Tuesday, April 25, 2017

Nobody Knows Anything ver. 2.0

Q3 2016 Commentary

“Nobody knows anything...... Not one person in the entire motion picture field knows for a certainty what's going to work. Every time out it's a guess and, if you're lucky, an educated one.”
-      William Goldman, novelist, screenwriter

Here we are post-election, with many Americans and much of the rest of the world wondering what just happened.  “You mean to tell me that Donald Trump – DONALD TRUMP! – is our next president?  Whoo – I’m getting the vapors!”

How did this happen?  I’m here to tell ya – the “how” really doesn’t matter much, like “facts” and “issues” didn’t seem to matter to many voters.  If one can construct one’s own version of reality and defend it against any nay-sayer with a simple “I don’t care what you think about my opinion”, then any position taken can be defended with a clear conscience.  Like beauty, reality is found in the eye of the beholder.

“But what about the polls?” you might ask.  Simple: they were wrong.  When someone is looking (wishing?) for a specific outcome, confirmation bias creeps in and people – polls are run by people – sometimes find what they are looking for.  It’s clear they didn’t find the voters who made the difference!
Let’s leave the politics behind and see if we gain some insight into the economic ramifications.

As some people I follow have said: “Mr. Trump is very comfortable with debt.”

Expect to see a massive expansion of the federal budget deficit with much of the new spending targeted to infrastructure spending – even the infamous Wall across our southern border could be labelled as “infrastructure”.  This will be stimulative – but as Mr. Obama learned, don’t call it “stimulus”!

The increased deficit will contribute to corporate profits which will tend to drive stock prices up.

Income tax rates are likely to go down.

President Trump will be corporate friendly and cut income taxes for corporations as well as individuals.  There will likely be some kind of tax holiday for overseas corporate money – this could be a source of funds for infrastructure spending – give corporations a tax break in return for buying infrastructure-related bonds, for example.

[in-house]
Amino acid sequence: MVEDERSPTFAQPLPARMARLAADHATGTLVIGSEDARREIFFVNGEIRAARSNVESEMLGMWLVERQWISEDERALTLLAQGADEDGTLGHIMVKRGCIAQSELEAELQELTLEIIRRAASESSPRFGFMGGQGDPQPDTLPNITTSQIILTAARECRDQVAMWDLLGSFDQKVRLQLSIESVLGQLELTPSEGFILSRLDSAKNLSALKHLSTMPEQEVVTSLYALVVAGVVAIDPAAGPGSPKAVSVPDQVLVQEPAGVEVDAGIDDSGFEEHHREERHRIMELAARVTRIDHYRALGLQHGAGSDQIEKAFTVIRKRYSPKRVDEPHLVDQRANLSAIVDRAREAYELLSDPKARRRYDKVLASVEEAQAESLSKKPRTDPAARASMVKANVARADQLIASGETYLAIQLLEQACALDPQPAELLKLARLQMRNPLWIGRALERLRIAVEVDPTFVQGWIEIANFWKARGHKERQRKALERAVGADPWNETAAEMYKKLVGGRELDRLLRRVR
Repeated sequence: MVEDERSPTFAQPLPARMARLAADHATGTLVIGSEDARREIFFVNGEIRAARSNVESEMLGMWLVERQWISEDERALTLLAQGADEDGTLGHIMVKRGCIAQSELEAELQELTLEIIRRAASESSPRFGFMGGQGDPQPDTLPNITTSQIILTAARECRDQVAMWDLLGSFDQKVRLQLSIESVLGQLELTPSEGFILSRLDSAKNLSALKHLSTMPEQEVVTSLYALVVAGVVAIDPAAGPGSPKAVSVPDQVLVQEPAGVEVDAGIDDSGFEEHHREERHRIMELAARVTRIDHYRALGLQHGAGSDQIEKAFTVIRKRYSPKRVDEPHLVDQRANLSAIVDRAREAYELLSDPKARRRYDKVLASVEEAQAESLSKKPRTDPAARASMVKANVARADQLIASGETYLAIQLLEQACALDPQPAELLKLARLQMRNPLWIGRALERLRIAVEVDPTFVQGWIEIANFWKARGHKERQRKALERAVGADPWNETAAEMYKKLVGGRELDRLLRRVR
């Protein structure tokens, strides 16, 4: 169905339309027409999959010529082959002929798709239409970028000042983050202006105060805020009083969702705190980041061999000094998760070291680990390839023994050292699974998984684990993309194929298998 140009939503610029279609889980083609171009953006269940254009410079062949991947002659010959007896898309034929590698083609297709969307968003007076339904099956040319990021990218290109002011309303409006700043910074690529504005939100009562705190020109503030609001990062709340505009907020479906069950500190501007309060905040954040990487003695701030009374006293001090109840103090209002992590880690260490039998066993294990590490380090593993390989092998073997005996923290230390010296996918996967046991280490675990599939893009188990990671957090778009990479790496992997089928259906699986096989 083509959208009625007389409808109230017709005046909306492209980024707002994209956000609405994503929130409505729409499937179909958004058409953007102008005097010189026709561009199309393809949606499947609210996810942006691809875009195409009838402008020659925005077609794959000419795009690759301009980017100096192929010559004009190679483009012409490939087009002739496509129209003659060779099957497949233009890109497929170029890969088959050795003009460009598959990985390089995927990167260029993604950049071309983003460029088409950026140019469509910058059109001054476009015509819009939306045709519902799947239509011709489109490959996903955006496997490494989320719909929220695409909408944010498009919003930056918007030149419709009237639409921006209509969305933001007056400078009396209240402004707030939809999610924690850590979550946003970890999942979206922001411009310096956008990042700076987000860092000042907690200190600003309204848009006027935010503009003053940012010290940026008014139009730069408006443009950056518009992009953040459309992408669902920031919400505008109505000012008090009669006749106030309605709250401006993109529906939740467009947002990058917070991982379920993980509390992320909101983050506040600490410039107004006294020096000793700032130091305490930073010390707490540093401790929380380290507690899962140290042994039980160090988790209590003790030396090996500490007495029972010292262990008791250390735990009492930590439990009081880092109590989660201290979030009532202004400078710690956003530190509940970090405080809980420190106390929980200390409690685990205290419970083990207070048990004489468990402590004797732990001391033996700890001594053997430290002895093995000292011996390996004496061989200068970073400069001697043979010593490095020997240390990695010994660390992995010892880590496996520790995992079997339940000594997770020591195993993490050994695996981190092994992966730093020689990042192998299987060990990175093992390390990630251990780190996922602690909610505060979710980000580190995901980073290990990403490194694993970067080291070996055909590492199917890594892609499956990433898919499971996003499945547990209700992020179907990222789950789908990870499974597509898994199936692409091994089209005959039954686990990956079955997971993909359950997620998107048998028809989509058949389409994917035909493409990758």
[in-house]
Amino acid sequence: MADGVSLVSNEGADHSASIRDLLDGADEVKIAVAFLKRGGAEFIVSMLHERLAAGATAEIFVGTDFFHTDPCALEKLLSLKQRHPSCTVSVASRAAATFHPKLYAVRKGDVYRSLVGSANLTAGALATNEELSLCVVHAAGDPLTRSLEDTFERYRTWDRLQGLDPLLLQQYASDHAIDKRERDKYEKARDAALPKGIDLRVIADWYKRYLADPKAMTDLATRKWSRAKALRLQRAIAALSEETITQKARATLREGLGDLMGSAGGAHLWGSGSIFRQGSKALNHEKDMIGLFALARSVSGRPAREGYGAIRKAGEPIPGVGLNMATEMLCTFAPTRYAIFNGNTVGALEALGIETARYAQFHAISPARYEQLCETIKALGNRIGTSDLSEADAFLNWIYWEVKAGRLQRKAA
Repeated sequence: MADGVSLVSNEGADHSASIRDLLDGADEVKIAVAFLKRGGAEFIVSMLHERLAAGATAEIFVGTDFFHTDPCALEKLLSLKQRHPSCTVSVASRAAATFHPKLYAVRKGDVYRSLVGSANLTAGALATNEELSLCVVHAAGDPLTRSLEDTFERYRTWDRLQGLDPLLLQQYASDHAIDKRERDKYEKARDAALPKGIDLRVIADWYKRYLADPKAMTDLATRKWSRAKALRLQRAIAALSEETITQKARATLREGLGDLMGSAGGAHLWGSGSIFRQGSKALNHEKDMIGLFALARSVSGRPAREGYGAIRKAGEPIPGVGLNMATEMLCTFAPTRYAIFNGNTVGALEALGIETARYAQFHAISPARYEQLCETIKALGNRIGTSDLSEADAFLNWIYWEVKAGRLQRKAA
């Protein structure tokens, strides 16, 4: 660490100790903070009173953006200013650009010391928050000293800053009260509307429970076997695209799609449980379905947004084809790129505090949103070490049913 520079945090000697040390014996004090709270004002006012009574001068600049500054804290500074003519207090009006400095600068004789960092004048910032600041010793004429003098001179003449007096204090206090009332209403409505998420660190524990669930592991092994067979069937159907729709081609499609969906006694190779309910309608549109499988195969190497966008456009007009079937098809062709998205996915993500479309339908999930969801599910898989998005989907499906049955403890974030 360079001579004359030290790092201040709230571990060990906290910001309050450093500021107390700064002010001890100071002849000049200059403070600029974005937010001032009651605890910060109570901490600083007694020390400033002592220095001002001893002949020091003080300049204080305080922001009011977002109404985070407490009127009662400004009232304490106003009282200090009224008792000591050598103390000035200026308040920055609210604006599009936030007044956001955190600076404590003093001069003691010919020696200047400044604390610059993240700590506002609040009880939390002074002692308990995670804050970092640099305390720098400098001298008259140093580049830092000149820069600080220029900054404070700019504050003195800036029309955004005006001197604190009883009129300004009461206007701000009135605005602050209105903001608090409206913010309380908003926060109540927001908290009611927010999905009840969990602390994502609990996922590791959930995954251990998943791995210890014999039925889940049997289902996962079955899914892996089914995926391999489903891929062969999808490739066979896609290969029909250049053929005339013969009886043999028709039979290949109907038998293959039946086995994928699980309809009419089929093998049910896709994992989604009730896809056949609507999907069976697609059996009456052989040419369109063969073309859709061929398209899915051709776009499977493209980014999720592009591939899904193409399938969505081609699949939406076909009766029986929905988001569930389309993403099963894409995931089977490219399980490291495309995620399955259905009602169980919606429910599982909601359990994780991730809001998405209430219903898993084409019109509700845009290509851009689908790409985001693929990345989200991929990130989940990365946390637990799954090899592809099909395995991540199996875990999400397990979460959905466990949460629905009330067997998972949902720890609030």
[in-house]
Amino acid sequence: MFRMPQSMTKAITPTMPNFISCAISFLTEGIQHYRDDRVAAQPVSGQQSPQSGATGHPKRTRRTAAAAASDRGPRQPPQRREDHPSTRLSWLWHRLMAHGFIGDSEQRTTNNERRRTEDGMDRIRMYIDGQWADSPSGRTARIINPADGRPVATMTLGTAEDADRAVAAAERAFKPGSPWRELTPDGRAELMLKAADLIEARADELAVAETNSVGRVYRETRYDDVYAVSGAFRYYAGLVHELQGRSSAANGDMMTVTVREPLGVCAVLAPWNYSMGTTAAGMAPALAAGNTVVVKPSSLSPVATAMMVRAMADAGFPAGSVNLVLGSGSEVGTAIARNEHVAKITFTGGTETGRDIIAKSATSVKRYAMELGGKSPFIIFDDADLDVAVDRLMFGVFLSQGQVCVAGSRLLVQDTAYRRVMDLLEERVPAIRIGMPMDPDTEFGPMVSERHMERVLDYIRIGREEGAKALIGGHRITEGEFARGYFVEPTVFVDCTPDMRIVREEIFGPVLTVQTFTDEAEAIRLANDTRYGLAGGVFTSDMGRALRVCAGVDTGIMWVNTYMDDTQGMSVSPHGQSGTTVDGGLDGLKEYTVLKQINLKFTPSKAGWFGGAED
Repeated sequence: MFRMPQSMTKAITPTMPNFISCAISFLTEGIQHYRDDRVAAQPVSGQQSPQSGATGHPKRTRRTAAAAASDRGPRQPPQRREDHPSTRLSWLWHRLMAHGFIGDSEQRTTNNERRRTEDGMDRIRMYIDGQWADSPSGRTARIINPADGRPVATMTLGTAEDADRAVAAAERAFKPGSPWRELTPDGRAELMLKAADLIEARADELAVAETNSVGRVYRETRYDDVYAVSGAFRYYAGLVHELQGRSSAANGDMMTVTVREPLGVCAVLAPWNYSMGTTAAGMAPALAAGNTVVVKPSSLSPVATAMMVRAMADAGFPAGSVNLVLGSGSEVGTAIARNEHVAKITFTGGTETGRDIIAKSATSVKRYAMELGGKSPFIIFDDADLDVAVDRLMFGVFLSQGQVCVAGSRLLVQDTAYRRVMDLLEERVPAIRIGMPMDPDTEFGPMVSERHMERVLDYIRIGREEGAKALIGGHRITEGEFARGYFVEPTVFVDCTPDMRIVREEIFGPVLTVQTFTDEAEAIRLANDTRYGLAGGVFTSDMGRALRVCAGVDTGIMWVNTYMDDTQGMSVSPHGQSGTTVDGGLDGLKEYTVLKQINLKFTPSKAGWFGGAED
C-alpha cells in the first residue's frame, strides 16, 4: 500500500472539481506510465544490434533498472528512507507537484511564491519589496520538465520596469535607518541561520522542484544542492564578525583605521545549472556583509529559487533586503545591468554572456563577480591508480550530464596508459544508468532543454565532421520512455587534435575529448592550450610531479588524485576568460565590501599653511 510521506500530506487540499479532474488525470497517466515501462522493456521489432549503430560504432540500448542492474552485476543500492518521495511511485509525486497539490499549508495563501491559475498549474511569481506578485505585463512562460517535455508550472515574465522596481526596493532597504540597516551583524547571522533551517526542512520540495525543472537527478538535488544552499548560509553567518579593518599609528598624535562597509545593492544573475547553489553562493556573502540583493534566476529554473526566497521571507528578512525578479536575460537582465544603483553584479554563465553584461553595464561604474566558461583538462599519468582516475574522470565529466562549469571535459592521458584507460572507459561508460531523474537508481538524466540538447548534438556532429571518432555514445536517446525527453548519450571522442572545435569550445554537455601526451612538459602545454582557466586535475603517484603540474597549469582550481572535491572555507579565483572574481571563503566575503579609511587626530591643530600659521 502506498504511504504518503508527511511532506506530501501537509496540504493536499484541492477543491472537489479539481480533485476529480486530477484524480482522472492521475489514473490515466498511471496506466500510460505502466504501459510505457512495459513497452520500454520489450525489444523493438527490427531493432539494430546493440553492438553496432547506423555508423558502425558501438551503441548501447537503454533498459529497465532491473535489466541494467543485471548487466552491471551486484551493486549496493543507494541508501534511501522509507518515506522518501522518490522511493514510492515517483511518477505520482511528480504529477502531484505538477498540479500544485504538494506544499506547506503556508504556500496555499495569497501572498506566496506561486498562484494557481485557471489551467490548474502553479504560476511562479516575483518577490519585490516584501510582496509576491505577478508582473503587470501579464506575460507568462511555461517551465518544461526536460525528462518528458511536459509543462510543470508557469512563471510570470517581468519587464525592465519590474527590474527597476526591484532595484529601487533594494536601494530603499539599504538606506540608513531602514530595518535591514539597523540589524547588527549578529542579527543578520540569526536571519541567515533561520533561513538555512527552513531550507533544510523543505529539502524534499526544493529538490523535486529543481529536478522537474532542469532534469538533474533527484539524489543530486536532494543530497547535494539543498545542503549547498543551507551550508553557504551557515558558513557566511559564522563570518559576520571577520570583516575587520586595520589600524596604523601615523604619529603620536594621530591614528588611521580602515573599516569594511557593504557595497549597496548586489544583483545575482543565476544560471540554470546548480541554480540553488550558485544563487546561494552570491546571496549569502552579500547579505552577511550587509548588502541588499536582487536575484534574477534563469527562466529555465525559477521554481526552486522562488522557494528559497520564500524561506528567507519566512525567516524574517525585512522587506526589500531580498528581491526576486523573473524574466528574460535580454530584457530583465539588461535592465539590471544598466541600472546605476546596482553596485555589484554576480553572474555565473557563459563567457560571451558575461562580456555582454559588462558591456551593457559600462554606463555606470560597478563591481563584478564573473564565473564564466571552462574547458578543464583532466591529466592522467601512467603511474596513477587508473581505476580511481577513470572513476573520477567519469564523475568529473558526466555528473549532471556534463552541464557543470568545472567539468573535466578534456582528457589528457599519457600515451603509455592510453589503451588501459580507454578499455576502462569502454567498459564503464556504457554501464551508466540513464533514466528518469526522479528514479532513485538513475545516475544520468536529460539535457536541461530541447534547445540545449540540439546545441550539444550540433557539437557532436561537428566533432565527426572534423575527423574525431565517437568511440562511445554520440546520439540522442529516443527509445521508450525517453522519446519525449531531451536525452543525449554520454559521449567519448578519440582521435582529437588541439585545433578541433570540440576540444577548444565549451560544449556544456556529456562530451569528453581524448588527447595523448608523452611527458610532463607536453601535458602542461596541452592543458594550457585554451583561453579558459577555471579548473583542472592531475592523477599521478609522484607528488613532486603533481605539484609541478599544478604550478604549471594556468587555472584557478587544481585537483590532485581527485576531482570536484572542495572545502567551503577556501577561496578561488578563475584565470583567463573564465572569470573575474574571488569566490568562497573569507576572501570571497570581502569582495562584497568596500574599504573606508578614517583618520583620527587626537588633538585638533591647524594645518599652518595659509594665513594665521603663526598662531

Mr. Trump’s stated trade policies are anti-free trade and protectionist.

A lot of people were convinced that he would bring back jobs via trade. Unfortunately, those jobs we lost in manufacturing are largely gone and for those that do return, most of the work will be automated e.g., performed by robots and will require far fewer people than in the past.

If imported goods are taxed at higher rates than now in an attempt to reduce imports, prices for imported goods will rise and prices for American-made goods are likely to rise too as corporations raise prices on goods they increasingly make (with higher-wage labor) here in the U.S.  As a result, a possible increase in jobs would likely be offset by higher prices for a net effect of near zero.

The Federal Reserve rate hike rumored for December likely won’t happen.

The Fed will want to wait for more clarity on the policy direction before they take any action.  Markets have suffered whiplash this year in part due to the Fed’s waffling for much of 2016 so this will be viewed positively.  Keep in mind – a large-scale increase in the federal deficit will – more than likely - drive interest rates up.   Rates are already rising in the bond market.

Bottom line:

Increased federal spending likely means we see higher profits, higher interest rates and higher growth.  It will be good for the overall economy.

Since we’re travelling into unknown territory (uncertainty), it will take time for the markets to digest any new policies assuming they become reality.  Capital markets tend to overreact to uncertainty in the short-term because markets don’t like uncertainty and Mr. Trump – as we have seen - provides plenty of uncertainty.

So the next time you are presented with a “can’t happen here scenario” remember: nobody knows anything.

Credit to Cullen Roche of Pragmatic Capitalism for some of the analysis used here.

© 2016 Kim Miller, Certified Financial Planner™

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